Father vs. son
Chocolate cake with caramel sauce and whipped cream is diet food for Tate Scarpaci.
The 14-year-old parades plate after plate of dessert past his dad, Mark Scarpaci. Each bite that his dad concedes puts Tate closer to winning a $50 bet. Fitness is the test for both father and son.
"It's not about the money," says Mark. "It's father-son bragging rights."
Mark, a 57-year-old writer, vowed to sculpt a six-pack stomach by New Year's. Tate, a 108-pound freshman at Ashland High School, bet he could reach his goal of doing 20 pullups. He is halfway there.
The challenge started in August with good-natured teasing. Now it has turned into a regimen of punishing workouts for Mark and calisthenics — coupled with plenty of calories — to help Tate pack on 5 pounds of muscle.
"He can't put a pound on if his life depended on it," says Mark. "He's been asking me: 'Can we go have cake and ice cream?' "
The family's "skinny genes" give the advantage to Tate, tasked with lifting his own body weight. Although Mark was a "buffed-out" football player in high school, he says he never had washboard abs, prompting Tate to wager that his dad couldn't get in such good shape if he tried.
"He has a six-pack ab — he's 14 years old," says Mark. "I shot all the way to the moon."
While Mark's aspirations are among the loftiest that personal trainer Mike Sotos has witnessed, he devised a program to maximize Mark's efforts five days per week at Ashland Family YMCA. Promoting core stability, the regimen includes "lots of planks" and body-weight exercises, along with running and lifting weights. Traditional situps and crunches are not part of the routine because they put too much stress on the lower back and can do more harm than good, says Sotos.
"You really don't need to do crunches and situps," he says.
Sotos says that numerous variations on plank, as well as pushups — which exercise the core if done with proper form — are more than sufficient for sculpting the midsection — just maybe not in four months' time.
"It's gonna be hard in the time allotted, but it's possible," says Sotos, owner of Rogue Valley Fitness Training.
Mark has so far managed to trim an inch from his waist and reduce his body fat by 3 percent in the last month. Sotos says consistency with his workout routine has served Mark well. Transforming his body also will require major dietary changes, namely minimizing carbohydrates and other forms of sugar, says Sotos.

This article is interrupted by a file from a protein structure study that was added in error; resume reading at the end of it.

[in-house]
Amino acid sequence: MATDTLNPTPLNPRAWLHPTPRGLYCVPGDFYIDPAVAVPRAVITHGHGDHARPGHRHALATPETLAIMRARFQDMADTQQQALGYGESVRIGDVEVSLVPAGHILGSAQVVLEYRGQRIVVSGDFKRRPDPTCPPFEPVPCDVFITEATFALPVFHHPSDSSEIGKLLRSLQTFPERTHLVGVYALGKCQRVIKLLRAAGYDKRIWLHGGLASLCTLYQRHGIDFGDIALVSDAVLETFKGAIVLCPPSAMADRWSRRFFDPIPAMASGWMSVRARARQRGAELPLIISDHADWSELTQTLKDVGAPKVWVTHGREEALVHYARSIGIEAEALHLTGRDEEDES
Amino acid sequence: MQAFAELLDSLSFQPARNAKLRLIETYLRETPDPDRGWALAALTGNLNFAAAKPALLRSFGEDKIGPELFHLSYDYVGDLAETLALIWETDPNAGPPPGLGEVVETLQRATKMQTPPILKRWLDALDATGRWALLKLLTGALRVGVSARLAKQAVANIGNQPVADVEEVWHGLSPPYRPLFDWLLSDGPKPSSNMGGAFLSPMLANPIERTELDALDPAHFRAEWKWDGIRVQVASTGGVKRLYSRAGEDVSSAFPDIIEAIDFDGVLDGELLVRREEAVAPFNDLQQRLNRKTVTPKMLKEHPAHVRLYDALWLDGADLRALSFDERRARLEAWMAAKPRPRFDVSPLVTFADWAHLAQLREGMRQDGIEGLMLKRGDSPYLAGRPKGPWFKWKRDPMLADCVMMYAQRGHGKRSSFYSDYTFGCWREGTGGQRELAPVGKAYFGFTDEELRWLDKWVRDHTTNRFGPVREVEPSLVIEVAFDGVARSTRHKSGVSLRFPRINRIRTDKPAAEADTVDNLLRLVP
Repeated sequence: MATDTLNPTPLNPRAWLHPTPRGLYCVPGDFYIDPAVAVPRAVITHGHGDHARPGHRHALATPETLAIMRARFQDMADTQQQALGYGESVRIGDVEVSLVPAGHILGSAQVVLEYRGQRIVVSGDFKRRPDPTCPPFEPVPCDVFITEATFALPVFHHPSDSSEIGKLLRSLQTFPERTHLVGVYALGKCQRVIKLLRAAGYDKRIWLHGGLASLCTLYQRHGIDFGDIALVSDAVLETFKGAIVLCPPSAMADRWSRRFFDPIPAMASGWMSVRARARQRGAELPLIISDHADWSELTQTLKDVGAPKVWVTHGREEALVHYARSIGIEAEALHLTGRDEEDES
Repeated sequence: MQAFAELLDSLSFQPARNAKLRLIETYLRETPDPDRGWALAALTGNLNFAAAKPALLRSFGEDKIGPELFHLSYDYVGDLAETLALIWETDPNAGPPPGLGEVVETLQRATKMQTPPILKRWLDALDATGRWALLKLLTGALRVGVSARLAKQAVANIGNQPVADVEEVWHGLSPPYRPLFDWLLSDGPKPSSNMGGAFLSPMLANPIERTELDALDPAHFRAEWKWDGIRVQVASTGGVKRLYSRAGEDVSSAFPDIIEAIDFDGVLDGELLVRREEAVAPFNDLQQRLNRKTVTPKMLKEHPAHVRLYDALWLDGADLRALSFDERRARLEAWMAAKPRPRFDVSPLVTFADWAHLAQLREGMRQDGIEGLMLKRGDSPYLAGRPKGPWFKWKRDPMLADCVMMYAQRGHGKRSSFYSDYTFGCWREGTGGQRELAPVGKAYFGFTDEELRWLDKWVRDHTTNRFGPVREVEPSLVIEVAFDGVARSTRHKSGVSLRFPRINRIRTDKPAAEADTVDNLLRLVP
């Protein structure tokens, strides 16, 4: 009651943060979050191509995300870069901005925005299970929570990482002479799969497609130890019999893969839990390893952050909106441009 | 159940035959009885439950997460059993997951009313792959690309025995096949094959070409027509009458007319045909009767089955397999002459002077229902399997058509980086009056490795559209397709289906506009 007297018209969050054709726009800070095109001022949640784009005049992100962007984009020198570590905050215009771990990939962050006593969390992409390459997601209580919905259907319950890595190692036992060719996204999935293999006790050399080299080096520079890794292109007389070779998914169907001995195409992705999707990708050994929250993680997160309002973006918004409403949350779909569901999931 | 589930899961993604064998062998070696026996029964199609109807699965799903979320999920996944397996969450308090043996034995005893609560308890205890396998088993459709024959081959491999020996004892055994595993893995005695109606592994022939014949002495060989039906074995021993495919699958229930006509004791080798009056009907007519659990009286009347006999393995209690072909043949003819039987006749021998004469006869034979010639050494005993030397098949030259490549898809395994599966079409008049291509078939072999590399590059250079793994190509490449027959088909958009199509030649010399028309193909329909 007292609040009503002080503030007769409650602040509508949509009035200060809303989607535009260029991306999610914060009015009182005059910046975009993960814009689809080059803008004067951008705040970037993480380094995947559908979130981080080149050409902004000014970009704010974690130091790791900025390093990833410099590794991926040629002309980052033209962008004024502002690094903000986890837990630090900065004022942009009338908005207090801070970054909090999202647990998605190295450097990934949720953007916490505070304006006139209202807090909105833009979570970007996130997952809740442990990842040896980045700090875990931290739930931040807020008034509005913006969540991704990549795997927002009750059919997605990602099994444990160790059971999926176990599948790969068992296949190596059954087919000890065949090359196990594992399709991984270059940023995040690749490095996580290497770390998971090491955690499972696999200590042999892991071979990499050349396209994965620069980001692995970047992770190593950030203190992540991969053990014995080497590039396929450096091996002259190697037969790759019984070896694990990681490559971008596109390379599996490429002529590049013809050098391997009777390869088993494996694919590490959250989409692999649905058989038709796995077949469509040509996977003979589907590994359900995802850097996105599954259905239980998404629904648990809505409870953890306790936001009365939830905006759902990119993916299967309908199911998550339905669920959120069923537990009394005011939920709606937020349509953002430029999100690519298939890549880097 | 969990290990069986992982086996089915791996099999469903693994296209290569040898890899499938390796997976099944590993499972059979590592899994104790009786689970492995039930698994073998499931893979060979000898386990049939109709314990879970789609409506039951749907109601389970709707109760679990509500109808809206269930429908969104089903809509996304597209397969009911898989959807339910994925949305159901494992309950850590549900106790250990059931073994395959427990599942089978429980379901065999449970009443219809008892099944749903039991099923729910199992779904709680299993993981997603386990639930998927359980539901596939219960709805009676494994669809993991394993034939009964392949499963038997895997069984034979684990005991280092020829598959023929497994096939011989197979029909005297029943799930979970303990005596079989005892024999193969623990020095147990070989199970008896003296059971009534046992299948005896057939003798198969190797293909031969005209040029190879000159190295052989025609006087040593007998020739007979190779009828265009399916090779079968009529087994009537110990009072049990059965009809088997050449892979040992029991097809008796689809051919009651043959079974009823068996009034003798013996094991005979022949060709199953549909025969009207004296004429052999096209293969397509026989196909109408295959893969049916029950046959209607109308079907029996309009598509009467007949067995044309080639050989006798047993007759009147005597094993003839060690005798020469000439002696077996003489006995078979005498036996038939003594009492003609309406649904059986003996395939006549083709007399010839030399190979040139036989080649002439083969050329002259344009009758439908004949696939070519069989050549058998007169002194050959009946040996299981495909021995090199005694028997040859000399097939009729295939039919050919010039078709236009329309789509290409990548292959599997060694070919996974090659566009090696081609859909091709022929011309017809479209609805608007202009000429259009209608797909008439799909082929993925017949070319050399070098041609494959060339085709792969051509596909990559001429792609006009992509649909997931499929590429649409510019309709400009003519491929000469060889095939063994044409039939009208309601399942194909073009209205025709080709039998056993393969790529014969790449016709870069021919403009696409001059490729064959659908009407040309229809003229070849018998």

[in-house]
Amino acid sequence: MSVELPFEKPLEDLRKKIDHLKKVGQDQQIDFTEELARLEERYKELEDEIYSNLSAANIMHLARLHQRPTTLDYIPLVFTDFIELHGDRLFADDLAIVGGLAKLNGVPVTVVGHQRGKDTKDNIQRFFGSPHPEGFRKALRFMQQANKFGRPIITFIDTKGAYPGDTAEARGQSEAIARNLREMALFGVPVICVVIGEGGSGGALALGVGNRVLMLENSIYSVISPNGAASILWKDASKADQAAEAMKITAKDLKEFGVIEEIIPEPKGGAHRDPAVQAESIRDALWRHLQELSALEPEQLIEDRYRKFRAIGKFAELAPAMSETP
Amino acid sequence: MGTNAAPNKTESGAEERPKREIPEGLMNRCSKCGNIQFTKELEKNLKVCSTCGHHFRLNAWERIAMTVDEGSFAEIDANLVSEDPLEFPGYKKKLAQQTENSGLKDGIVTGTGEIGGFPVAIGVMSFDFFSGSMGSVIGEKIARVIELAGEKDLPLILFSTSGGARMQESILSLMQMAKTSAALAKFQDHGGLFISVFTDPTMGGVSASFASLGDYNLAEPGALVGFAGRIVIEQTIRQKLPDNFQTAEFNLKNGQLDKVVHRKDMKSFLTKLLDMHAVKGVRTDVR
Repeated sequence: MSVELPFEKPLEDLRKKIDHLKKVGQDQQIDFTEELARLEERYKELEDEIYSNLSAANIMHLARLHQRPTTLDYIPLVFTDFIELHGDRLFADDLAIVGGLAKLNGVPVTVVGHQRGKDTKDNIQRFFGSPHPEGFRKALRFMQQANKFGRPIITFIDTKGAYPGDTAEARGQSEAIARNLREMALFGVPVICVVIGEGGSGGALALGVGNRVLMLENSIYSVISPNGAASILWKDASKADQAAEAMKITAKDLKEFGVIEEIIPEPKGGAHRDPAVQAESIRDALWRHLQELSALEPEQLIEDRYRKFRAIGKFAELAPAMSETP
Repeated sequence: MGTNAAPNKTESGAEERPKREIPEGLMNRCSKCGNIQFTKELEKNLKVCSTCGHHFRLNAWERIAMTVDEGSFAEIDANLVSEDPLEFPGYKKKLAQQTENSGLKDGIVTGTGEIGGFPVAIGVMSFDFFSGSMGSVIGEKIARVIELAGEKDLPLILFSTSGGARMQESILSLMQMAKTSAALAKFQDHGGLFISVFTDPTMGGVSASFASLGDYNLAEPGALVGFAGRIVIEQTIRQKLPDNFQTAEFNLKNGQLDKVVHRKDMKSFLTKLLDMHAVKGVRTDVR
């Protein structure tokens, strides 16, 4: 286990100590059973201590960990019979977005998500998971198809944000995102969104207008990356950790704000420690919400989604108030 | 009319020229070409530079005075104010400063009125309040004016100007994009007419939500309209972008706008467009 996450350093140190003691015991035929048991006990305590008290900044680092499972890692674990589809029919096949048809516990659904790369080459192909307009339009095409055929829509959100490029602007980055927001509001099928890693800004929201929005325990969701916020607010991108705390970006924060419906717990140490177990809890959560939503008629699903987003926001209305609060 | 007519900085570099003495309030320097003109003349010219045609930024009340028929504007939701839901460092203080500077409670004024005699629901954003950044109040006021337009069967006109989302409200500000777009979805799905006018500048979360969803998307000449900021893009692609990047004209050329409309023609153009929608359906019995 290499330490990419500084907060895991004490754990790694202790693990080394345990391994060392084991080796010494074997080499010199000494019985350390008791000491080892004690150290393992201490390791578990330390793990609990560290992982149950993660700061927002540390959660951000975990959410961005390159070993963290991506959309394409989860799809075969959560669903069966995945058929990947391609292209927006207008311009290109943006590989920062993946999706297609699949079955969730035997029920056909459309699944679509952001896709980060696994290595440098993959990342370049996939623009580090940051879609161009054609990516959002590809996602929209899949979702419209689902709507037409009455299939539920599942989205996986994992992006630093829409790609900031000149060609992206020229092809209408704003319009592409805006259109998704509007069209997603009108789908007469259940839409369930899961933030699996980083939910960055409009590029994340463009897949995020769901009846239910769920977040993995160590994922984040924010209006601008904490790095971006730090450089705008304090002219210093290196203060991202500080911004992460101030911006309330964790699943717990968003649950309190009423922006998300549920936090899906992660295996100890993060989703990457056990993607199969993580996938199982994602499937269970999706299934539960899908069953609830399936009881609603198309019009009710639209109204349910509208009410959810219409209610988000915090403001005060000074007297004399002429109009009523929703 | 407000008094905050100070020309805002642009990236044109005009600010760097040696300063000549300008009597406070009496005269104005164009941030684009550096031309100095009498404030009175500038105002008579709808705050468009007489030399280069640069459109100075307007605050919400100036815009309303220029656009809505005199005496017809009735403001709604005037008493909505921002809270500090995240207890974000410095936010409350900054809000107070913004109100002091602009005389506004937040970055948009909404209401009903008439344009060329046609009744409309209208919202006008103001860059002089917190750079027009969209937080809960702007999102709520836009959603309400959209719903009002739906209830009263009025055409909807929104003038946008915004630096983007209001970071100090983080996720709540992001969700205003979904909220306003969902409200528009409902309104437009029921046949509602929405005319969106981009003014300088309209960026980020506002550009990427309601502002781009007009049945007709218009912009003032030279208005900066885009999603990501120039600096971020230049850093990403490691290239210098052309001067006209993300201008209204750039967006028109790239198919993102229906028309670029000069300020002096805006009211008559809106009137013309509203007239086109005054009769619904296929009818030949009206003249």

"Going out to lunch with Mark now means just a salad," says friend Daric Lucero, who witnessed and is set to judge the bet between father and son.
Showing moral support for Mark's goal has translated into more conscientious choices at local restaurants, says Lucero. The two favor Ashland Food Co-op's deli, where they can take select small servings, as well as healthful options at The Wild Goose, such as oatmeal and fruit instead of bacon and eggs.
"I think it's made everybody a little bit more aware," says Lucero. "The big question is what's going to happen Jan. 2?"
Mark already has bragged that he'll be eating bonbons in front of the television after the winner is declared. In the meantime, Tate plots surprise deliveries of chocolate-peanut-butter cream pie to their Ashland home, practices his pullups every other day and plans to save his winnings.
"I think it's hardly a fair bet," says Lucero. "If Tate turned sideways, you could barely see him.
"Mark's battling so much more than just having to go to the gym — age, metabolism."
A struggle against lower back pain is Mark's long-term motivation for getting in shape. He says he hopes that improved core strength will help him ski better this winter and, in months to come, flourish a fly rod and wield a tennis racket with ease.
Formerly a physical therapist, Lucero says his friend is on the right track. And the challenge has inspired Tate, who rarely exercised, to gain strength for pitching baseballs at the high-school level, he adds. Both Lucero and son Ben laud Tate for raising his pullup count from zero to nine in about a month.
"I think it's a great lesson for any of the kids ... you can make huge improvements."
Reach reporter Sarah Lemon at 541-776-4487 or firstname.lastname@example.org.